Resume aids placement

Charels Powell

In the light of the ongoing economic woes and a saturated job market, Los Medanos College students will provide a free opportunity to students that the general public usually has to pay for — a resume-writing workshop. The mini-seminar, scheduled for Oct. 17 at 3 p.m. in Library Room 214, will highlight a new program that walks students through the steps of creating what Career Center Coordinator Lisa Spencer considers a vital aspect of today’s job market — a resume tailored to the job sought.

“I think the number one mistake people make with resumes is that they make them generic, so they would be good for all jobs and that gets them no jobs,” said Spencer.

She explained that because more people are seeking employment, companies with positions to fill usually get hundreds of applications, and if the resumes do not seem to match what the companies are looking for they end up in the circular file — aka the garbage can.

“If there is a big stack of resumes — usually they give you about five seconds. If they don’t see how it is relevant they just throw them away,” said Spencer.

Business Professor Brad Nash gives the resume submission and review process a similar critique.

“If your resume does not stand out you may never get beyond that point,” said Nash. “What I have noticed now is that employers are almost looking for a reason to exclude people, so they can make it through a mound of applicants.”

The reason behind this, explained Nash, is potential employers figure if an applicant cannot put together a quality resume they probably don’t deserve consideration for their job no matter what their personal qualities might be.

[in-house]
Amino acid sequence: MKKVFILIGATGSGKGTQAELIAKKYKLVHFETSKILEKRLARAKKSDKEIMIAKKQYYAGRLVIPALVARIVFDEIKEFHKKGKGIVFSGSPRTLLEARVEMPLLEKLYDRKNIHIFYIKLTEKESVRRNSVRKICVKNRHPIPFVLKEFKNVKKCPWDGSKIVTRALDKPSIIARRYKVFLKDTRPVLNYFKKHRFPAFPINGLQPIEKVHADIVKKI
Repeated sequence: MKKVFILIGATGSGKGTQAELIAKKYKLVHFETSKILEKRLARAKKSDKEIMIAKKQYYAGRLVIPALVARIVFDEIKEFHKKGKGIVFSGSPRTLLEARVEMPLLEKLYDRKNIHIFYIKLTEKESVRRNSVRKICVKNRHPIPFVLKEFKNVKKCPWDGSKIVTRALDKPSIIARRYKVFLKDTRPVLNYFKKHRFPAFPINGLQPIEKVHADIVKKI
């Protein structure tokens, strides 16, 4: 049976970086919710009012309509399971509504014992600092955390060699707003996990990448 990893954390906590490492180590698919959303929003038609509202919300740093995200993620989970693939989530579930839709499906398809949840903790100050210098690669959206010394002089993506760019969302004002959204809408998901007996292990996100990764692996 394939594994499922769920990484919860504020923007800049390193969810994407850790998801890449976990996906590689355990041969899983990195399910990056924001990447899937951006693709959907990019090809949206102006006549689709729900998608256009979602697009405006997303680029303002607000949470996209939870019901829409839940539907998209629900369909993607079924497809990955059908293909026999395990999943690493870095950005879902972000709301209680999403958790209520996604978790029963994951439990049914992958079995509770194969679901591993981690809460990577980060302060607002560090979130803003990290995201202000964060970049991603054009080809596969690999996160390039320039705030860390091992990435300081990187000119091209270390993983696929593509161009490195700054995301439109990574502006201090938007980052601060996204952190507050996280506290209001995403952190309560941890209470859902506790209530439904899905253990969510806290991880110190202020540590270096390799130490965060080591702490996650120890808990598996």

LMC student Michael Walker agrees that a polished resume is vital.

“It is crucial — basically you are making a presentation about yourself,” said Walker. “A resume is the first contact a lot of the time. You can go face-to-face, but most of the time even before they see you, they make a judgment about you.”
Economics Professor Shalini Lugani also commented on the marketing aspects of a resume, and how the sales pitch needs to be solid if the words on the page are to translate into earning power, especially during recessionary periods.
“A solid resume may become more crucial during an economic downturn because many more people are seeking employment and not enough jobs are being offered,” said Lugani. “Of course, a good resume is always an effective informational and marketing tool but during lean times it becomes even more so. Providing the right match of your skill set with the requirements of an employer will enhance your chances of being hired.”

An added benefit of a quality resume, Spencer said, is that when done properly it helps to define what profession an applicant truly wants. Students attending the workshop will actively create a resume they will be able to use to find a job and will have Spencer on hand to answer any questions that come up during the process. The resume builder will walk attendees through the document’s creation in a step-by-step fashion. For example, there is a prompt for previous employment history that will fashion a bullet point list out of a job title alone — a description will appear, and students can select from a list of options and edit them into precise wording.

If the resume is not completed at the workshop the resume draft won’t be lost because it is saved on an account that any student with an Insite email will have access to. In fact, use of the program is not restricted to those who attend the workshop, but is something all students can use by going to center then selecting resume builder from the drop down menu.

Spencer explained completed resumes can be exported as word files or PDFS (printable document format).
One benefit workshop attendees can draw on is Spencer’s familiarity with writing resumes, a task she believes day-to-day life does not prepare most people for. “I don’t think it is intuitive at all because it is writing in a weird way,” said Spencer. “You don’t use the word I or me, but you are still talking about yourself.”

Students looking to attend do not have to sign up in advance they can just show up on the day of the workshop.
For more information on the Career Center contact Spencer at 439-2181 ext. 3110 or visit and select Career Center from the A-Z index (located near the top of the screen.) The office itself can be found on the second level of the College Complex in Room CC2-263.